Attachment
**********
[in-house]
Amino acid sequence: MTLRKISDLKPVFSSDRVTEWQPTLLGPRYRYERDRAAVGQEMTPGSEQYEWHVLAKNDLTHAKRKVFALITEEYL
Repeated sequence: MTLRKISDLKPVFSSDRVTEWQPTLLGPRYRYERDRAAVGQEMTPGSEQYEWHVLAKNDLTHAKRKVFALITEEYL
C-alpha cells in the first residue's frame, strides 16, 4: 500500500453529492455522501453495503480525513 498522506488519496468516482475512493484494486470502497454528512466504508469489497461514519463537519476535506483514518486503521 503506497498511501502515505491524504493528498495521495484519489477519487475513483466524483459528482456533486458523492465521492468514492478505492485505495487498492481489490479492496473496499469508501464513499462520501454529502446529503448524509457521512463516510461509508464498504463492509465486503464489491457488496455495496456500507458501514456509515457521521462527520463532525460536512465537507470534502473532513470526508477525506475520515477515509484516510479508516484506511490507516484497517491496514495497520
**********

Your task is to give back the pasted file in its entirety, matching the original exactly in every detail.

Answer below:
[in-house]
Amino acid sequence: MTLRKISDLKPVFSSDRVTEWQPTLLGPRYRYERDRAAVGQEMTPGSEQYEWHVLAKNDLTHAKRKVFALITEEYL
Repeated sequence: MTLRKISDLKPVFSSDRVTEWQPTLLGPRYRYERDRAAVGQEMTPGSEQYEWHVLAKNDLTHAKRKVFALITEEYL
C-alpha cells in the first residue's frame, strides 16, 4: 500500500453529492455522501453495503480525513 498522506488519496468516482475512493484494486470502497454528512466504508469489497461514519463537519476535506483514518486503521 503506497498511501502515505491524504493528498495521495484519489477519487475513483466524483459528482456533486458523492465521492468514492478505492485505495487498492481489490479492496473496499469508501464513499462520501454529502446529503448524509457521512463516510461509508464498504463492509465486503464489491457488496455495496456500507458501514456509515457521521462527520463532525460536512465537507470534502473532513470526508477525506475520515477515509484516510479508516484506511490507516484497517491496514495497520